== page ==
3. Ed says:

    I think you missed the mark recommending the big box pet stores with attached veterinary clinics. From what I have seen, the vet clinics are a revolving door for staff and more profit driven than independent offices. I have had pets given unnecessary treatments, not been given all options (only the most expensive) but the final straw was a misdiagnosis that almost killed my dog. I wound up paying the Emergency Vet $150 just to walk in the door later that the same day and they diagnosed the real problem before I made it to the reception desk (snake bite). My local vets have always taken the time to get to know me and my animals, explained all my options (not just what puts more money in their pockets) and when I was laid off, the vet let me know I shouldn’t worry about the bill if anything came up with either of my elderly dogs b/c he would find a way to work something out. Fortunately, I didn’t need to take them up on the offer but knowing I could get my pets care in an emergency if needed was a big relief. After my experience with the big box vet, I warned friends and family. Many of them used the same chain (different locations though) and all eventually stopped after having similar nasty experiences. You may save $5 on a vaccination at such a place but you will payout far more over time. Better advice would be to ask around for recommendations and then build a relationship with the vet you choose.

  4. Lorrie Ney says:

    As a breeder of miniature schnauzers I appreciate the article, and it’s general biases. But it’s really too broad in its approach. I suggest www.dogfoodadvisor.com to help you find the best dog food for your breed and what you can afford. And if I only owned ONE dog, I would feed raw! I also avoid over inoculations and prefer blood work to check antibody titers so my pets don’t receive vaccinations they do not need. I also advise my pet families to always feed wet. Not all pets are dogs, of course, but our dogs and cats were never meant to graze like cows and horses. And I believe the high rise of cancers and other diseases in this country are due to bad foods and over inoculations.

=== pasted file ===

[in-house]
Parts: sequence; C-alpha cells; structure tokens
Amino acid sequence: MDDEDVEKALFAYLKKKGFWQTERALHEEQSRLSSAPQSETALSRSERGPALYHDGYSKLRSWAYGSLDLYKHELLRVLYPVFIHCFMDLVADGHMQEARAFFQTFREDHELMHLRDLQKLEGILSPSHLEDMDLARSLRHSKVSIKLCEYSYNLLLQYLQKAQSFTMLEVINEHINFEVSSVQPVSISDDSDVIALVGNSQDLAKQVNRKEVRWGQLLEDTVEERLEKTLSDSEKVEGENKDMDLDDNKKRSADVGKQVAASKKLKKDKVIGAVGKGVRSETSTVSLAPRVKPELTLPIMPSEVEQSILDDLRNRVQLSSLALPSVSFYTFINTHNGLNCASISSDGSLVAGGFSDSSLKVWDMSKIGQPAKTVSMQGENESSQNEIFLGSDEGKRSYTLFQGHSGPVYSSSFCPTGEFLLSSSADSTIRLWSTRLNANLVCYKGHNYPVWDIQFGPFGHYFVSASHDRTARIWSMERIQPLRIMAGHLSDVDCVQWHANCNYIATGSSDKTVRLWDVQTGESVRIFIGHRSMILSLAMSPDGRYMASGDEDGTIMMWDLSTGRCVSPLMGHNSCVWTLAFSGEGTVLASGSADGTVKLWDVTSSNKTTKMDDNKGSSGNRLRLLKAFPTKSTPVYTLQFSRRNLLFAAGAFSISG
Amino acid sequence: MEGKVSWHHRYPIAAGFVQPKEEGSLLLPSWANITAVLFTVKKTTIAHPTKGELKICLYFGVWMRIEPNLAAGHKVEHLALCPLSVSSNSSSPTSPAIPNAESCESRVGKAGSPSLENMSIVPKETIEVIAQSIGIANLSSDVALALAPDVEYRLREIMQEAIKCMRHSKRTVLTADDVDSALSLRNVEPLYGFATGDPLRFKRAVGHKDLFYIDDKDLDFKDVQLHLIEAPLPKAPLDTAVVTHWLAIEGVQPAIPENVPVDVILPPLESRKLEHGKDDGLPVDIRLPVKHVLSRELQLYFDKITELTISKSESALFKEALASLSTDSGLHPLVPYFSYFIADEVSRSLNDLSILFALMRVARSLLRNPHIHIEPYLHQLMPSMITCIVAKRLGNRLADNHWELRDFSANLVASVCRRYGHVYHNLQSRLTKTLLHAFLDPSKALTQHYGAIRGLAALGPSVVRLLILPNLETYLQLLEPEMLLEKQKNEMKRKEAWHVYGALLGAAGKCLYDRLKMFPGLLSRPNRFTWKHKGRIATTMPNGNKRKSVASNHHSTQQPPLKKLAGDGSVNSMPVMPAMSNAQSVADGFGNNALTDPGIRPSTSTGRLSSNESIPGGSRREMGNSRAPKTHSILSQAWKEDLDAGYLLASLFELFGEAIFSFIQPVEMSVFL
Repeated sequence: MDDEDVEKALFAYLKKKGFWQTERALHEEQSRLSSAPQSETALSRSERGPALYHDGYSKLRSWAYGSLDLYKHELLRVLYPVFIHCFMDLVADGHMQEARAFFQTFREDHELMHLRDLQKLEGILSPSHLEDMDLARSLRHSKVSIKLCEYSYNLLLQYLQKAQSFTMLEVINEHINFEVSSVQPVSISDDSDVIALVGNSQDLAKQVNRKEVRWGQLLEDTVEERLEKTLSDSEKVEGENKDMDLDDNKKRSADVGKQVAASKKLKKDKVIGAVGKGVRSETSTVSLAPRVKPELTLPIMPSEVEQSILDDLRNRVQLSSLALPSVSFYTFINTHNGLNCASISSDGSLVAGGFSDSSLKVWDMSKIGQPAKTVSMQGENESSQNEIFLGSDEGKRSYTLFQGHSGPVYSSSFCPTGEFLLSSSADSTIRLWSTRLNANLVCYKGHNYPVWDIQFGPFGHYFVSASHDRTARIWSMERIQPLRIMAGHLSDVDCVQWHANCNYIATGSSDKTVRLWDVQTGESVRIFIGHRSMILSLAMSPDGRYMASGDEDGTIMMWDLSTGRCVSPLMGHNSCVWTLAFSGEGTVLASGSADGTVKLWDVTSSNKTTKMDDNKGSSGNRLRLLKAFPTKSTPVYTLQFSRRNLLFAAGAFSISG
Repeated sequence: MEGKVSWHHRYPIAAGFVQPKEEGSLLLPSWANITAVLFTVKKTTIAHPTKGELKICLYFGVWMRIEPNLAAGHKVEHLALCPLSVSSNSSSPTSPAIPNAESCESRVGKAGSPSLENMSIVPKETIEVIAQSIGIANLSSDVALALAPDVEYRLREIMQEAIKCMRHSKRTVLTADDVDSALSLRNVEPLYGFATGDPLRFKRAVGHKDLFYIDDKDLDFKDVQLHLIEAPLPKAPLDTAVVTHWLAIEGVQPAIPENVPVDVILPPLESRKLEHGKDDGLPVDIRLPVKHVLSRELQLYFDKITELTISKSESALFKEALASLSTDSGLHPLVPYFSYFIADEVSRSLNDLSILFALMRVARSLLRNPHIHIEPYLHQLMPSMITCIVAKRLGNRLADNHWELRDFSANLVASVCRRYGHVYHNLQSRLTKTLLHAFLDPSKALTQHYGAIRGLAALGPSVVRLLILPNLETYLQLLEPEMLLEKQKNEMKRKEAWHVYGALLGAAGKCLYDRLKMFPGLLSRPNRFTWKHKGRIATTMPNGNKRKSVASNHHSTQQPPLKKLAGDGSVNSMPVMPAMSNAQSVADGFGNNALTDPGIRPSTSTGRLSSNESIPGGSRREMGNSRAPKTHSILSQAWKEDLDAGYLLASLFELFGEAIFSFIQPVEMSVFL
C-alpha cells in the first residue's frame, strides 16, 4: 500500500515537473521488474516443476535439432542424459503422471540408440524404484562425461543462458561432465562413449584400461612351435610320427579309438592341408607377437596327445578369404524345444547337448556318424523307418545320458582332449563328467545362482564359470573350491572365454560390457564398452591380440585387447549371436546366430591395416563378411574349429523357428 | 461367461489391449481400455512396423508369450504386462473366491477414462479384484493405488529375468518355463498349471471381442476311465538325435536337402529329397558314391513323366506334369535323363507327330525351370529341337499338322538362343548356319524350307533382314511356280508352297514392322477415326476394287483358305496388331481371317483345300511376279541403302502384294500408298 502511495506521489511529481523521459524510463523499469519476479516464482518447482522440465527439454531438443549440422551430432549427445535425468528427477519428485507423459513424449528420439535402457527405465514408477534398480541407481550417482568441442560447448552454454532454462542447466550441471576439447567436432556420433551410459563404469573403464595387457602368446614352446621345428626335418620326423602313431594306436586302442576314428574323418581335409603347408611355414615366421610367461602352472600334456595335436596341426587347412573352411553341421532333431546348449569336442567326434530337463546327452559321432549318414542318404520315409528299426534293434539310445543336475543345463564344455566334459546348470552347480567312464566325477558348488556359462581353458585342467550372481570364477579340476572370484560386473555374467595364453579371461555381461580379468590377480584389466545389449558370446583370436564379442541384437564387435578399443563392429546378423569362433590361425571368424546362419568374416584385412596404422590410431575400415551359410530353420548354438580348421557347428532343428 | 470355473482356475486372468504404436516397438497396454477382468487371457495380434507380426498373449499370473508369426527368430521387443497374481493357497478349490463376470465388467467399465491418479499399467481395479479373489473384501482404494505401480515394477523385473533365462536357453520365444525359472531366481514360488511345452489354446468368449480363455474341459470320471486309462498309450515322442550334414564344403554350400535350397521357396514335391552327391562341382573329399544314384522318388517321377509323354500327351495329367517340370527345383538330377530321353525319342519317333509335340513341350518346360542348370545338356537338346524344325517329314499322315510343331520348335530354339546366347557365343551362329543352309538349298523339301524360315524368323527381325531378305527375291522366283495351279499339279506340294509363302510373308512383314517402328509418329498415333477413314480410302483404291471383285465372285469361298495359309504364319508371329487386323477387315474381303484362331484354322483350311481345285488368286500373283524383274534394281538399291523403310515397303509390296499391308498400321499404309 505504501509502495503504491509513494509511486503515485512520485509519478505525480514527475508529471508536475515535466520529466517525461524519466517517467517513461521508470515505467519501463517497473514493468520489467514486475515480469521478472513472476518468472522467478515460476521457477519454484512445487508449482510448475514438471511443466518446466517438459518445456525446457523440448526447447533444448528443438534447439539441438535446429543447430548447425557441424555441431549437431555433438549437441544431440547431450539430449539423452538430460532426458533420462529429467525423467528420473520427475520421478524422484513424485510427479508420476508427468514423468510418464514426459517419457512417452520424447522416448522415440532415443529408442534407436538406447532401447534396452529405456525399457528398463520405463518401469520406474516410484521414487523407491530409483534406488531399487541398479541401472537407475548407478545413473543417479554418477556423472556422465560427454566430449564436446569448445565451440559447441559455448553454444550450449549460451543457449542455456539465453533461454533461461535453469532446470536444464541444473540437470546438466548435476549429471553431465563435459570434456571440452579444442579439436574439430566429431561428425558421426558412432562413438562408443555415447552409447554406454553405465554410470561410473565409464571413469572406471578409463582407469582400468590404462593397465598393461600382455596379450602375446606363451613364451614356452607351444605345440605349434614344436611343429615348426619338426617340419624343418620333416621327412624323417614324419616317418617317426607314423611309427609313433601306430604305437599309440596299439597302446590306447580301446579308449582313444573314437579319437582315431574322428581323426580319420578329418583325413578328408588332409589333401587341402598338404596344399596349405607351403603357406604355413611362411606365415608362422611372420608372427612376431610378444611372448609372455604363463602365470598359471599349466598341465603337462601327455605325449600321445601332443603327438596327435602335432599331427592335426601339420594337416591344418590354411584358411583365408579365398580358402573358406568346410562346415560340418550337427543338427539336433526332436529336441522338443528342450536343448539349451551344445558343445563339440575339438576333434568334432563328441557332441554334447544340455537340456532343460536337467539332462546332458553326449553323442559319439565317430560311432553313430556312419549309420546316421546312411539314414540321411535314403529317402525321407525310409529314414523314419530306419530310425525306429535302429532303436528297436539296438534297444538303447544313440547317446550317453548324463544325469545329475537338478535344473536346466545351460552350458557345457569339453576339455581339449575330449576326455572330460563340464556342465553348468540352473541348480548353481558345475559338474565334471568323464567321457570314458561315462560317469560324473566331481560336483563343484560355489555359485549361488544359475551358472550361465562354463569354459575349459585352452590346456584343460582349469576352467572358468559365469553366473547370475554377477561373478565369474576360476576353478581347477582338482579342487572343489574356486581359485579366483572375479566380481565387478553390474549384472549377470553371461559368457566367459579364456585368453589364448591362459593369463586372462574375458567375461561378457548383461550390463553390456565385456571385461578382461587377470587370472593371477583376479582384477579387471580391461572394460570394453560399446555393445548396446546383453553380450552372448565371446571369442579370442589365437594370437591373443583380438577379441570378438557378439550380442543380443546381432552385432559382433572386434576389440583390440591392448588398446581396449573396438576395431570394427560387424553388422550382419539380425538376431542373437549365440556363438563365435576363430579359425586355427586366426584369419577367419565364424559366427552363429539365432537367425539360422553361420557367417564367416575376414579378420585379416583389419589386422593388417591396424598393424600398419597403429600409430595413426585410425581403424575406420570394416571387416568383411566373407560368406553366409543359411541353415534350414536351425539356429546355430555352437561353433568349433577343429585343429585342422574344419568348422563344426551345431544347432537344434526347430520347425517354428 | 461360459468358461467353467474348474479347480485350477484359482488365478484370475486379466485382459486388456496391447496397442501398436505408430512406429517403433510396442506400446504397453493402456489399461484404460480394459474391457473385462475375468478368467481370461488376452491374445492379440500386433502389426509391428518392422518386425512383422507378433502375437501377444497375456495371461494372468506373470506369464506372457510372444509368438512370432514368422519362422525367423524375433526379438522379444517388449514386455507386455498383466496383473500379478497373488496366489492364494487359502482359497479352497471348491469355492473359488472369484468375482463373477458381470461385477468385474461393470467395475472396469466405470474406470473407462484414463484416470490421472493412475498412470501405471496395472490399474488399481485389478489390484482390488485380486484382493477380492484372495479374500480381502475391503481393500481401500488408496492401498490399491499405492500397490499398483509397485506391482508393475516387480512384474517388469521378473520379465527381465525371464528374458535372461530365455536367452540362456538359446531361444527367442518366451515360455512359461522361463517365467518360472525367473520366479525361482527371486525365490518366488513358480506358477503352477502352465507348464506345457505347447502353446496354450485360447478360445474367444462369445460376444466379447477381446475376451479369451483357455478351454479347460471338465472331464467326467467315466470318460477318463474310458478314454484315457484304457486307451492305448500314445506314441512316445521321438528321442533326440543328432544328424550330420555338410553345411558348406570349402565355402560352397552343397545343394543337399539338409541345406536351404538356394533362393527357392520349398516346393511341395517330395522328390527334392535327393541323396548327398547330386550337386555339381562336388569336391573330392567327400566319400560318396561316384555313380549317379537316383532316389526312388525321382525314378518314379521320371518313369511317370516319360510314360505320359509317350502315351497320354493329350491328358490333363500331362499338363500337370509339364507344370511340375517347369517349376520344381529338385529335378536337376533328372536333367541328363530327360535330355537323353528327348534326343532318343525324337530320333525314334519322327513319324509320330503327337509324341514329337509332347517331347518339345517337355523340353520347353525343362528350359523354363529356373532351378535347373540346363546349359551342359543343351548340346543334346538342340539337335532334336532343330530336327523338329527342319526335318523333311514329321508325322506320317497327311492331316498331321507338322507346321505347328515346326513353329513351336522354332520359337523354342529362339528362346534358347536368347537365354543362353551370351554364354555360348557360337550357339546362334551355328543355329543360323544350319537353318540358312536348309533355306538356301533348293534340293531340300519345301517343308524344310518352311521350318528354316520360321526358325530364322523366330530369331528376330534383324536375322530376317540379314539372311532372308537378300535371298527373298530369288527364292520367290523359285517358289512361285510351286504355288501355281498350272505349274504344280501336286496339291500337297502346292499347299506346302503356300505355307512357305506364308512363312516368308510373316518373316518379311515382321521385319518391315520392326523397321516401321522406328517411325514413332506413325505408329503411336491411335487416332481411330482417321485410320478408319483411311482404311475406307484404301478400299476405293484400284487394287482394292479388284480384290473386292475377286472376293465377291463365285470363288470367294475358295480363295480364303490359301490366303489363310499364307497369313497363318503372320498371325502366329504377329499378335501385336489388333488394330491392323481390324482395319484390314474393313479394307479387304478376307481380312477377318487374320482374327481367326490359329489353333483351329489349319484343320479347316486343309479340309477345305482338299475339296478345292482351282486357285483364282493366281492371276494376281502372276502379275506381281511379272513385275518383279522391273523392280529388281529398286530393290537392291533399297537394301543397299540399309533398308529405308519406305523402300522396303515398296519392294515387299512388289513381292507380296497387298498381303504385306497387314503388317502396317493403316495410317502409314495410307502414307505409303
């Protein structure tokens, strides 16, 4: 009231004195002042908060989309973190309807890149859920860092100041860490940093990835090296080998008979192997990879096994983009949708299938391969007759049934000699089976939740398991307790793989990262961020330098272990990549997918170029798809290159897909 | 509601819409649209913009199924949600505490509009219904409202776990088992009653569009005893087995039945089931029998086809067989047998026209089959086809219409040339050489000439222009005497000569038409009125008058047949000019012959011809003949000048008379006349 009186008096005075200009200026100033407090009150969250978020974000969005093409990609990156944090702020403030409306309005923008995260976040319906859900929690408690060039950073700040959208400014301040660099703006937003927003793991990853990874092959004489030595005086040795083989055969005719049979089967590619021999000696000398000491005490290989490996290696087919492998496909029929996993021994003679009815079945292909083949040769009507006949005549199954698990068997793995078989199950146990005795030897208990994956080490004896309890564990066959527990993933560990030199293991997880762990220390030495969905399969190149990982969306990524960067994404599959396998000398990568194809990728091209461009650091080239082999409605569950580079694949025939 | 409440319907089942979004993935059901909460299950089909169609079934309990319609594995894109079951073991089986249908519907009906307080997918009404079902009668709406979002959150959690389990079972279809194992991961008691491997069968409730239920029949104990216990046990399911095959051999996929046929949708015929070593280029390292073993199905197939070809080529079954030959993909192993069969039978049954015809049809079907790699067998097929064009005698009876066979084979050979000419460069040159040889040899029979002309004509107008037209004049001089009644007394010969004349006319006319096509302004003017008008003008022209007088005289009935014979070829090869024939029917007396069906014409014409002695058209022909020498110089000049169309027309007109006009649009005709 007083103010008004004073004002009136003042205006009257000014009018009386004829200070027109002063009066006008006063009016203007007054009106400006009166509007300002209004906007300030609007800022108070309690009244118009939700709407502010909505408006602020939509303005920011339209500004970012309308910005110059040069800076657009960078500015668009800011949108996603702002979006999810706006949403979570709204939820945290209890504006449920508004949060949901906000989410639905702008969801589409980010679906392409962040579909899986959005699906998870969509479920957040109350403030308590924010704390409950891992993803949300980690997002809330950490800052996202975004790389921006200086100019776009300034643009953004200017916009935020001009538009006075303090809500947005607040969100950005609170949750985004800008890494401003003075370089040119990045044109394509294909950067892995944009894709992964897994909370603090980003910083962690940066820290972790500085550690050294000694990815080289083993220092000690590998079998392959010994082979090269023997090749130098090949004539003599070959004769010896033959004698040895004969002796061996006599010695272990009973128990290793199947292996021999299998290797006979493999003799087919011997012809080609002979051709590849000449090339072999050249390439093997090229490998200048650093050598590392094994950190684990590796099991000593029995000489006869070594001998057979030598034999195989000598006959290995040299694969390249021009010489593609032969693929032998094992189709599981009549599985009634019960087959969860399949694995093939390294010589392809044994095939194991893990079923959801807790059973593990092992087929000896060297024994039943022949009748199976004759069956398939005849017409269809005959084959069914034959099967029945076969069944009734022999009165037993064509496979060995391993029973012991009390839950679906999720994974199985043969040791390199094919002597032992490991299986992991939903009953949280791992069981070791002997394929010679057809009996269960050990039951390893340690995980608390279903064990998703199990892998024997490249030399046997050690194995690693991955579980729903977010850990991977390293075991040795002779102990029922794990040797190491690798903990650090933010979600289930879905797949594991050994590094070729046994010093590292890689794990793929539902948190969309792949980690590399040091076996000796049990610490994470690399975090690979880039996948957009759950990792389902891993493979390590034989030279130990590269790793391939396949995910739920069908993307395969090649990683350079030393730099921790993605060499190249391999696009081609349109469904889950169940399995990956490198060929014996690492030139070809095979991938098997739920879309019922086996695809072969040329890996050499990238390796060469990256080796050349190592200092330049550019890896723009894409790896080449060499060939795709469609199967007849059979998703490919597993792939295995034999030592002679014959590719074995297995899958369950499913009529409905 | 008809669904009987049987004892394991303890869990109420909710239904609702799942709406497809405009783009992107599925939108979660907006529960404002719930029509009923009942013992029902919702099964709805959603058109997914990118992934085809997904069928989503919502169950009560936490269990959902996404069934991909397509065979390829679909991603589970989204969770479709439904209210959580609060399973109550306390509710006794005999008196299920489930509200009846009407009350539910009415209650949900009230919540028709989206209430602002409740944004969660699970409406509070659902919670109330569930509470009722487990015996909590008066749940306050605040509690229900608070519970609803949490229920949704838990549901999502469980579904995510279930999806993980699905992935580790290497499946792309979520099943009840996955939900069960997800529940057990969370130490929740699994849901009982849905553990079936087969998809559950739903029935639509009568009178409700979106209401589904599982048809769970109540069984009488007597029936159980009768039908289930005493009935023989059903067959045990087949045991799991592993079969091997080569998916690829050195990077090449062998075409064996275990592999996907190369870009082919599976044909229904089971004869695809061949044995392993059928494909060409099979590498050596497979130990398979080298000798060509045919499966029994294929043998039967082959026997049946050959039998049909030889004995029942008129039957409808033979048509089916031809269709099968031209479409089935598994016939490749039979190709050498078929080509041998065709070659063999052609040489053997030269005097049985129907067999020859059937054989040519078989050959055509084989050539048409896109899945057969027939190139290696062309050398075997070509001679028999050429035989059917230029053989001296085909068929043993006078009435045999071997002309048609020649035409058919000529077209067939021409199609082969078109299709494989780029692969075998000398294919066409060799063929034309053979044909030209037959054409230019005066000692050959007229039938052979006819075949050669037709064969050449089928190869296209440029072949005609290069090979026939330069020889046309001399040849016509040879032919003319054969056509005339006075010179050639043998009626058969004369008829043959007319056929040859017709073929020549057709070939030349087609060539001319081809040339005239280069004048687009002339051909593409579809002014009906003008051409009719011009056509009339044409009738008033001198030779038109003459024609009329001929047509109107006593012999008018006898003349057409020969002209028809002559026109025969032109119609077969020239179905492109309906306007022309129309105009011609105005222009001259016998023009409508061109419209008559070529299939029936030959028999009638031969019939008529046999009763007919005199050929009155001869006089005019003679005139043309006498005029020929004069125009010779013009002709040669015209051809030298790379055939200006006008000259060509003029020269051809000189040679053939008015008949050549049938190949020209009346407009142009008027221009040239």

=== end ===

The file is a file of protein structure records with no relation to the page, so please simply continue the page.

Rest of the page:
5. Marla says:

    I agree with most of what’s said here but we don’t buy kibble at the grocery store anymore. We use to buy our pet food at the supermarket or box store but since I’ve researched food lately (mainly using www.dogfoodadvisor.com) we’re sticking with brands that I believe are better quality and none of them are available at the supermarket or box stores.

    I also believe in rotating foods. The ones saying you should pick a kibble and stick with it for life are the dog food manufacturers. I believe it’s better to rotate between foods (at least between proteins within the same brand). Rotating the protein supposedly strengthens their gastrointestinal and immune systems and makes them less likely to develop food allergies.

  6. Cindy Sheets says:

    Love Everyday Cheapskate but I have to disagree with parts of this article. There is a saying – stick to what you know. The proper diet is ESSENTIAL for the health of pets. Being a pet owner and rescuer, I would NEVER feed my dogs any food from the grocery. Dr. Karen Becker recommends raw for dogs but if you must feed dry dog food, please do your homework. Not all food is equal by any means and even if a company puts “Complete and Balanced,” on their label, doesn’t necessarily mean it’s the best choice. I highly recommend this book http://shop.mercola.com/product/dr.-becker’s-real-food-for-healthy-dogs-and-cats-cookbook,267,100,0.htm and this website www.dogfoodadvisor.com

  7. Karen Nunes says:

    Getting the best food at the best price can be chancy at best. AAFCO and FDA allows ground up feathers, feet, and such along with other ingredients that can possibly be harmful. No chicken jerky treats or rawhide unless made in the USA. Check out Susan Thixton’s newsletters on feeding your dog or cat a healthy, safe diet–you just might prevent major health problems down the road.